You really don’t want to cast behind the redfish because he may not see the lure at all! Even worse, your line could rub against his body and spook him, causing him to dart across the pond to safety.
There are times you will encounter redfish ready to eat anything presented in any way to them. Cherish those days.
By “low signature” I mean being quiet and minimizing body movement when elevated.
Redfish used to be very small and fell prey to birds like ospreys and great blue herons. They instinctively run from anything big moving above them.
Pointing at redfish and screaming “thar she blows” is guaranteed to spook them.
Trolling motors should be used sparingly. Use the wind to push you across a pond when it’s available. Never go against the wind! This will drain your trolling motor battery as you use more power to fight the wind.
There is no reason to go fast across a pond. Slow down and take your time to observe in 360 degrees. This way you avoid literally running redfish over.
If you’re quiet, redfish won’t be on edge and will be ready to eat.
I have also learned that it is not steady noise, but changes in noise that spook redfish the most.
If you see a redfish close to the boat don’t turn the trolling motor off. Instead, make the best possible cast. Otherwise he might disappear as soon as that trolling motor turns off.
I am still experimenting but this has been my experience.
Sometimes redfish run at the slightest disturbance. These redfish are characterized as being “spooky” because they are easily scared by noise, motion or a bright and flashy lure.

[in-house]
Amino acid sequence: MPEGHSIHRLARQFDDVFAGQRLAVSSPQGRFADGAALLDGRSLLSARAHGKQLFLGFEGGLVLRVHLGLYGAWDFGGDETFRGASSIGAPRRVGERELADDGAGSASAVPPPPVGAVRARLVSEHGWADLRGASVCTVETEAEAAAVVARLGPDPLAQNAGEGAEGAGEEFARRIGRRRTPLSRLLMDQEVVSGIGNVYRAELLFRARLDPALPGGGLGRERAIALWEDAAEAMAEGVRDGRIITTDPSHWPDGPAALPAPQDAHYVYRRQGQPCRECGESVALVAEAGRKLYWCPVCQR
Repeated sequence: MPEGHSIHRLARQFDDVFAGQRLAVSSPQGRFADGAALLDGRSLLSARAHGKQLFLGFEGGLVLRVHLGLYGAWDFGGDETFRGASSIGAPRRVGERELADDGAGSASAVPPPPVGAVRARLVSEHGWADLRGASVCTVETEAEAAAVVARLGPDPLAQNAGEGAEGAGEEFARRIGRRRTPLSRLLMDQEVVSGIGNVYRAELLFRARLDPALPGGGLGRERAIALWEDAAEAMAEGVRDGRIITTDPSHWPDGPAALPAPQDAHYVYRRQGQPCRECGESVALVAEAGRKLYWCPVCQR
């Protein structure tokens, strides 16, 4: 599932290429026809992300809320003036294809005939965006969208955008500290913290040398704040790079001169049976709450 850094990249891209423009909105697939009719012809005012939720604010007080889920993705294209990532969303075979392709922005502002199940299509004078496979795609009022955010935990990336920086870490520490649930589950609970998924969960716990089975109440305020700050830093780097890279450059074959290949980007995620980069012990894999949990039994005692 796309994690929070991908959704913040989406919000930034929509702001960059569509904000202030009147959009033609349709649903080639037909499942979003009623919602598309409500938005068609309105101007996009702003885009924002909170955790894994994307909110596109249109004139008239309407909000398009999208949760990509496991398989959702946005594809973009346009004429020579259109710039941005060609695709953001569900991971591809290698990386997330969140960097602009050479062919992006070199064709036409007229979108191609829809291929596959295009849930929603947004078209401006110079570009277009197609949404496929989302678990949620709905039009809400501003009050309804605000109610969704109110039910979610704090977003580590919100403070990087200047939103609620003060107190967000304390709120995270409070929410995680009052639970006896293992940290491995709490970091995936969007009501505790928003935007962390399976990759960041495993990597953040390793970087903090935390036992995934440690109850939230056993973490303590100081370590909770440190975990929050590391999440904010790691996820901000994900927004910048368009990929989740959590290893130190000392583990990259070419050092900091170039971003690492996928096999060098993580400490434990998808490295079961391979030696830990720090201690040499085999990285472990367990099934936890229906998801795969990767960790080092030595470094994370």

One day I started out with a white spinnerbait.
As soon as my intended redfish saw it he took off across the pond.
When I see this happen with a few reds (and it is obvious there is a pattern) I switch to a darker lure that has no spinners on it.
Sometimes that doesn’t work. In that case, I will throw a Berkley Gulp Shrimp at them.
Berkley Gulp Alive baits have a strong scent that makes the difference in redfish “short striking” the lure and completely inhaling it.
Sight fishing redfish has made me a substantially better angler. My casting ability has improved significantly and now I understand what is going on underwater.
I put out some great information here, but I have even more in Sight Fishing Mastery School. I cover important skills like using satellite imagery to locate clean water, where redfish are swimming and how to approach them.
There is a lot more, so be sure to check it out. It will save you a lot of money and get you to the good stuff!
Devin is the founder of Louisiana Fishing Blog and enjoys exploring new fishing spots on Louisiana's coast. He prefers using artificial lures and casting tackle, but won't hesitate to break out a popping cork when the time is right.